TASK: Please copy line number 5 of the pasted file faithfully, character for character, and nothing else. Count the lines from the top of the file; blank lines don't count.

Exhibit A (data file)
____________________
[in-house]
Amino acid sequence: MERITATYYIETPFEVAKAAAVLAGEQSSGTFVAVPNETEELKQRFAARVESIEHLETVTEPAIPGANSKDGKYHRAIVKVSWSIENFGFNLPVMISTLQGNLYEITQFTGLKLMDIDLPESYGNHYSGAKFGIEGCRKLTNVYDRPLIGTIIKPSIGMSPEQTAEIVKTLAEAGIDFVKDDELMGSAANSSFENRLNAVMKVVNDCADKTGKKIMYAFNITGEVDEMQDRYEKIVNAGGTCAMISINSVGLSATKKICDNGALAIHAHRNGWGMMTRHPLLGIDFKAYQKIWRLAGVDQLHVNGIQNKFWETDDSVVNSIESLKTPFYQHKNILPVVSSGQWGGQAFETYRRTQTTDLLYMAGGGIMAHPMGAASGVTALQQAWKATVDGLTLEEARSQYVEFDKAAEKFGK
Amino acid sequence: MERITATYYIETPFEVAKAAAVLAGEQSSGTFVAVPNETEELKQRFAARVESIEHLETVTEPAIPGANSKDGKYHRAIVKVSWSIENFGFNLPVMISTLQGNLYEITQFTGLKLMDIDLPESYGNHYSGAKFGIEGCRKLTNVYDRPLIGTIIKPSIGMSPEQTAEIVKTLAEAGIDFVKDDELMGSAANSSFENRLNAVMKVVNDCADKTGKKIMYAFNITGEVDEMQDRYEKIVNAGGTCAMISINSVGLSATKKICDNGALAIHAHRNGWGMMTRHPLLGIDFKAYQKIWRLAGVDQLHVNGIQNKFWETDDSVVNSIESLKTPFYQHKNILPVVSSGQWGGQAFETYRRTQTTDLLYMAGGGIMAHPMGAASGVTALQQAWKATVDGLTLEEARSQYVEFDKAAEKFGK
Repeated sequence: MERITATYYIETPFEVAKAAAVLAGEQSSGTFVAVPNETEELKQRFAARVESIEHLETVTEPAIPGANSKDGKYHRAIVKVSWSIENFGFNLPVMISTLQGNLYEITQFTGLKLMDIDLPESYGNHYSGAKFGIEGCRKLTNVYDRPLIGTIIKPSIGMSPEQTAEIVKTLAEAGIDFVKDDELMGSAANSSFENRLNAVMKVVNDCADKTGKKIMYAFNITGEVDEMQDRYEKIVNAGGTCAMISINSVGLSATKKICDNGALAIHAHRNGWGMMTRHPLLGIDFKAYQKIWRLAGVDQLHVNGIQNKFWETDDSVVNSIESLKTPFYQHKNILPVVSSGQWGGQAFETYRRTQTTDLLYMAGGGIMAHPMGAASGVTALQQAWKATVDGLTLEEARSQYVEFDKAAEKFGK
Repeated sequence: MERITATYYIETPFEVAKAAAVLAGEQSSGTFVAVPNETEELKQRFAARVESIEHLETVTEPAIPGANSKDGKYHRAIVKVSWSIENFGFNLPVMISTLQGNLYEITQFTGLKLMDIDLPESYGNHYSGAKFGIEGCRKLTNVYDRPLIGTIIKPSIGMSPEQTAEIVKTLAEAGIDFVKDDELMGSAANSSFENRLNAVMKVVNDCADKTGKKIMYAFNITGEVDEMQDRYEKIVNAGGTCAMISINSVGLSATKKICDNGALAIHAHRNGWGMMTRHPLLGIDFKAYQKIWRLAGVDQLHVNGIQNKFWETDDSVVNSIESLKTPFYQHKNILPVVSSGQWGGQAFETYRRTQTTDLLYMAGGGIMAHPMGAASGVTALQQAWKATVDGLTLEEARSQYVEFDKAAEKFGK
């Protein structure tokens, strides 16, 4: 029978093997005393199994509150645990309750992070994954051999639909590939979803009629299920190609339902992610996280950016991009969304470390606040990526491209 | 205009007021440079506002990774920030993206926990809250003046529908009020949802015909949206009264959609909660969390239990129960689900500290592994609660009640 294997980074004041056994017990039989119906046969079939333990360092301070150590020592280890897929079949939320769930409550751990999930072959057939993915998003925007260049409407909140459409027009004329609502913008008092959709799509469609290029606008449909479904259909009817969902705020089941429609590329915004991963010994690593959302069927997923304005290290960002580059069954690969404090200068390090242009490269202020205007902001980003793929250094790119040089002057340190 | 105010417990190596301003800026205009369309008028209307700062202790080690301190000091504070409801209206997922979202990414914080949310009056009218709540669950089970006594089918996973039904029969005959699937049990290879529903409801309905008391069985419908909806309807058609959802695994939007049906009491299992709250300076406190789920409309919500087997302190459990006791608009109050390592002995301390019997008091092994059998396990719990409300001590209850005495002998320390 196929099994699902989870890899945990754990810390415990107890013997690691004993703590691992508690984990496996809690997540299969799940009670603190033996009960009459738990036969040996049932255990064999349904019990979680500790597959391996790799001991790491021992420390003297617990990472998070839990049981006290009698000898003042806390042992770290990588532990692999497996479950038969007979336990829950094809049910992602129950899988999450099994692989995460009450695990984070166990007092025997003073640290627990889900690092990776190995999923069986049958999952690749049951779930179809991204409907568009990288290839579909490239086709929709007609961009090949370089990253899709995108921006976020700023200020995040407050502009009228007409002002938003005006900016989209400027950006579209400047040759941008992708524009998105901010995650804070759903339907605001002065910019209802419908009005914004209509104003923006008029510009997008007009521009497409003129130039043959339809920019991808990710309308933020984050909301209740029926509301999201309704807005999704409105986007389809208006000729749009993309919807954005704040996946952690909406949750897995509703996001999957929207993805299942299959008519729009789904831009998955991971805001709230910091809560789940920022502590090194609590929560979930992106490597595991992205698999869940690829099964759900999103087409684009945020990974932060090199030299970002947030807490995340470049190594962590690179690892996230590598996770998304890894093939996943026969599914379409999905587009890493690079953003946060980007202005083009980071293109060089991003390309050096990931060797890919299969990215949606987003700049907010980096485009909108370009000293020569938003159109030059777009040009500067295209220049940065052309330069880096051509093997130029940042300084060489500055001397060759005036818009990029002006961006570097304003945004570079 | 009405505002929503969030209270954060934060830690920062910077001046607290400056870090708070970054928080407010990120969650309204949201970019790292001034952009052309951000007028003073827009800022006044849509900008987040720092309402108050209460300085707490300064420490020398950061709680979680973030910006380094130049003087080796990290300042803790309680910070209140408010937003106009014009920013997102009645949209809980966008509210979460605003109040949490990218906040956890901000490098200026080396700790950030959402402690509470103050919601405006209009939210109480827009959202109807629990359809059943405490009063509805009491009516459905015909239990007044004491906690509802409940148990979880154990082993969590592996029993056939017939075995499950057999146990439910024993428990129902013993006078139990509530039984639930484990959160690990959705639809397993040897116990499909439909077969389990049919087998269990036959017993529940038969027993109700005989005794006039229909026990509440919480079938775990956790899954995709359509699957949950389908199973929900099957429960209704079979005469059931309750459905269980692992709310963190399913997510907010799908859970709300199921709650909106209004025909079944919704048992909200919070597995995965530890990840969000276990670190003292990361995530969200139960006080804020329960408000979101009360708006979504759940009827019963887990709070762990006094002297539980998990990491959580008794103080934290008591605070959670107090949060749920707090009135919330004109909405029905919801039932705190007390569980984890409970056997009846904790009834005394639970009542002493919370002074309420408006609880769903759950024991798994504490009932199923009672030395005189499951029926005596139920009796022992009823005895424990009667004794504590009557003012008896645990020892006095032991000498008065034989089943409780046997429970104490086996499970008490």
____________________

Repeated sequence: MERITATYYIETPFEVAKAAAVLAGEQSSGTFVAVPNETEELKQRFAARVESIEHLETVTEPAIPGANSKDGKYHRAIVKVSWSIENFGFNLPVMISTLQGNLYEITQFTGLKLMDIDLPESYGNHYSGAKFGIEGCRKLTNVYDRPLIGTIIKPSIGMSPEQTAEIVKTLAEAGIDFVKDDELMGSAANSSFENRLNAVMKVVNDCADKTGKKIMYAFNITGEVDEMQDRYEKIVNAGGTCAMISINSVGLSATKKICDNGALAIHAHRNGWGMMTRHPLLGIDFKAYQKIWRLAGVDQLHVNGIQNKFWETDDSVVNSIESLKTPFYQHKNILPVVSSGQWGGQAFETYRRTQTTDLLYMAGGGIMAHPMGAASGVTALQQAWKATVDGLTLEEARSQYVEFDKAAEKFGK